After the U.K. Supreme Court rejected his petition to appeal, hope seems to be running out for Julian Assange. We discuss the court’s ruling and the way forward. Watch the replay.
Julian Assange, the imprisoned publisher of WikiLeaks, is running out of options to avoid extradition to the United States. The UK Supreme Court this week refused his petition to appeal a High Court ruling that cleared the way to send him to stand trial in Alexandria, Virginia.
Assange is accused of committing espionage by publishing accurate information that revealed U.S. crimes in Iraq and Afghanistan. He faces up to 175 years in a U.S. dungeon.
Assange had won his case to bar extradition in a magistrate’s court in London in January 2021. The judge, who sided with the U.S. on every point of law, said however that he was too suicidal and U.S. prisons were too harsh to send him to the U.S. After losing its case, the U.S. made diplomatic assurances to Britain that Assange would receive adequate health care and would not be put under draconian Special Administrative Measures or SAMS in a U.S. prison.
Based on those assurances, the U.S. appealed the district judge’s decision not to extradite, to the High Court of England Wales. The High did not dispute the lower court ruling at all, that Assange was too sick to extradite. But it wiped that all away exclusively on the strength of the U.S. promises and allowed the extradition to go ahead. The High Court didn’t doubt that U.S. prisons were horrible. It didn’t doubt that Assange was too suicidal to be sent there. It just believed that the DOJ, the BOP and the CIA, which has a say in national security cases, would treat Assange humanely.
His lawyers protested that those assurances should have been presented during the lower court hearing so that they could have challenged them. Instead the High Court accepted the promises, unchallenged.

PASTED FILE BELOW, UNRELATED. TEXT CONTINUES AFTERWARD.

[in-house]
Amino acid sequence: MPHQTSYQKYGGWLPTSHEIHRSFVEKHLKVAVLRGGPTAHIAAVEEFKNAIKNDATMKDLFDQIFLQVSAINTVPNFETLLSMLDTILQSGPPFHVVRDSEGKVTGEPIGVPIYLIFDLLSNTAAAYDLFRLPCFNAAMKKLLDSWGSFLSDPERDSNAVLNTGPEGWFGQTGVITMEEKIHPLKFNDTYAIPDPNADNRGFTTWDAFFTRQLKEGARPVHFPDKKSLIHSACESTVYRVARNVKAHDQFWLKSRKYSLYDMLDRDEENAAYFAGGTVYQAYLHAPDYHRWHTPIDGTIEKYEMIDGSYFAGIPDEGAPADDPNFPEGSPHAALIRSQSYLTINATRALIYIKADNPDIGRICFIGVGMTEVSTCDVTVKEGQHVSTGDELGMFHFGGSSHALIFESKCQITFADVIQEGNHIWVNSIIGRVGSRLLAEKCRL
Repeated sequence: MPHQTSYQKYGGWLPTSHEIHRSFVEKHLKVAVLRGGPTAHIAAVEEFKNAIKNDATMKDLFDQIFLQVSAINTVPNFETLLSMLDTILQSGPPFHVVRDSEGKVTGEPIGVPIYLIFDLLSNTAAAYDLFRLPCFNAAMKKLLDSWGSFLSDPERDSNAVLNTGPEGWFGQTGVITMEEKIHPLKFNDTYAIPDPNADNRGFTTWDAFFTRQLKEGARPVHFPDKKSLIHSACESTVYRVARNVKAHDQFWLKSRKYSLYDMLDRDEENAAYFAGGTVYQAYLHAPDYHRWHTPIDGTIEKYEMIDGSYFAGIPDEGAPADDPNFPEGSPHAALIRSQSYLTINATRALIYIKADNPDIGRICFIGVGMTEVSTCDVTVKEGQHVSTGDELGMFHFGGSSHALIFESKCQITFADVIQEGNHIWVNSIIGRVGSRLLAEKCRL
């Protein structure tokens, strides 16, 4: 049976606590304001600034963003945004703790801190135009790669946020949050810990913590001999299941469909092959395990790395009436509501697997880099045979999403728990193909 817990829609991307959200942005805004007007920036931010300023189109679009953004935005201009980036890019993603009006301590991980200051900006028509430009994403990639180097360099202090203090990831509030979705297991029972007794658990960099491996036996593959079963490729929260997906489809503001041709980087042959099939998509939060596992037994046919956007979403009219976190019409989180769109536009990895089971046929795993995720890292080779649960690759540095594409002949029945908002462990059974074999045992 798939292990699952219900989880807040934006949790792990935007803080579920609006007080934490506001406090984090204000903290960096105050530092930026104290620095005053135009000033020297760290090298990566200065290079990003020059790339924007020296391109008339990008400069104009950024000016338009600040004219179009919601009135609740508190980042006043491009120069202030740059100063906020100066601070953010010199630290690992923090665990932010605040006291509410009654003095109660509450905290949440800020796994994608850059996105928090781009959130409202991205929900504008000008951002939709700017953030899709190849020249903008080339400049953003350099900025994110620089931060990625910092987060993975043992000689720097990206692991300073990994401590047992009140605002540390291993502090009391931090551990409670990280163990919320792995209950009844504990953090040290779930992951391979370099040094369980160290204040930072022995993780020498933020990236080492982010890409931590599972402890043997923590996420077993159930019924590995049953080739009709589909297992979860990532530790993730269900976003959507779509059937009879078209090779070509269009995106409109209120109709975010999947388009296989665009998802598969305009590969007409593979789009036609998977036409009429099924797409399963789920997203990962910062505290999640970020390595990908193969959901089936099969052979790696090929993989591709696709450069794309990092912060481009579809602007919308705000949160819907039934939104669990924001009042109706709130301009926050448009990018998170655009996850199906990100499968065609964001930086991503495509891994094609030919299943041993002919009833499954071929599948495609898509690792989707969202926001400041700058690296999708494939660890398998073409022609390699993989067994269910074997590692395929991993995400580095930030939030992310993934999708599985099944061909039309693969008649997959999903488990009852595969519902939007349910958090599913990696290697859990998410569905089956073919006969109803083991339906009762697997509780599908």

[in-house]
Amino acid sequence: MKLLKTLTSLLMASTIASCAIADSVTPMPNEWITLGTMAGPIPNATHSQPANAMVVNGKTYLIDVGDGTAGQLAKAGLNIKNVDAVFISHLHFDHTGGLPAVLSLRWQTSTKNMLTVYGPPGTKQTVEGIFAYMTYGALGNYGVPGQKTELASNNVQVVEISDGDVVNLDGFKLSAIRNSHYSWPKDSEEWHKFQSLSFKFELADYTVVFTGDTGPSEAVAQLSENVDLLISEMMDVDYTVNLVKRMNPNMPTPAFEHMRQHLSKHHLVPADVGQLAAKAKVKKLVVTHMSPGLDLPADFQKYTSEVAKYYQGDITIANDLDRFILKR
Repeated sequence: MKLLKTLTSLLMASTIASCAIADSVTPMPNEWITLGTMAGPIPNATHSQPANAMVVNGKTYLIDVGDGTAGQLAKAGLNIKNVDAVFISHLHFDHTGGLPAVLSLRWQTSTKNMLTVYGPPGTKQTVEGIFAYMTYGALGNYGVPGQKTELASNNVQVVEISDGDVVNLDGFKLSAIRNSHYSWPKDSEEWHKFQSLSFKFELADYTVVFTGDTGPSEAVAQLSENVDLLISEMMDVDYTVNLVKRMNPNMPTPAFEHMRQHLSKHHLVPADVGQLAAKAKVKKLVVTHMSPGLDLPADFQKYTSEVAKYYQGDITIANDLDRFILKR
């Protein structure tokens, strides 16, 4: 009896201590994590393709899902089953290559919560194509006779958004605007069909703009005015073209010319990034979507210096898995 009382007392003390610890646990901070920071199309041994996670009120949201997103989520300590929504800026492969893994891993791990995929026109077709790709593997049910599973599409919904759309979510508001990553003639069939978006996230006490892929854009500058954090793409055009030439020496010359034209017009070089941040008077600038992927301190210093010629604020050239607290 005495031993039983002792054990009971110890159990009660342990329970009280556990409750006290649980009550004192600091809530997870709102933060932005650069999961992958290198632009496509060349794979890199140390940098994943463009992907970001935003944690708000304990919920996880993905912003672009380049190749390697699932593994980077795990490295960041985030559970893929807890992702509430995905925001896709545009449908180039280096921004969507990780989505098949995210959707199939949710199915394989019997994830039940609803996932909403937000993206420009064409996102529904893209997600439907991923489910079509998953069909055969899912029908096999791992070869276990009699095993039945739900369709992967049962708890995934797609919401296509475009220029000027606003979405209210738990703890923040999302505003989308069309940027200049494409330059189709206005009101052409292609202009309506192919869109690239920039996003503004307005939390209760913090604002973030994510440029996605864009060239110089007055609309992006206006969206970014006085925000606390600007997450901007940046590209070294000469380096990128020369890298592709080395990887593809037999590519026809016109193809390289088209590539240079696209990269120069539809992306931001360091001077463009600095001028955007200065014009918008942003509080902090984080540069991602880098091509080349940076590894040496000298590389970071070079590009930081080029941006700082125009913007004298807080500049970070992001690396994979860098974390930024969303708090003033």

The petition for appeal that Assange filed with the Supreme Court did not challenge the credibility of the U.S. promises, which a British court would very unlikely question. But rather the law on the timing of when those assurances should have been submitted, in other words during the lower court hearing and not afterwards. Even on those narrow grounds the Supreme Court rejected the petition saying it did not rise to a point of law of sufficient public interest.
The case was sent to Home Secretary Priti Patel. Assange has four weeks to make submissions to Patel to persuade her not to send him to Alexandria.
If Patel rejects Assange’s arguments, and there is every indication that she will, she will send the case back to magistrate’s court where it began, to execute the extradition. It is at that point that Assange’s team can launch a cross appeal to the High Court, to challenge all of the points of law that the lower court judge agreed with when she decided not to extradite Assange solely on the basis of his health and the condition of U.S. prisons.
If the High Court rejects the cross appeal, Assange’s last stand is the European Court of Human Rights, but even if that court rules in his favor, Britain might well ignore its decision as it is up to members states of the Council of Europe to enforce rulings themselves.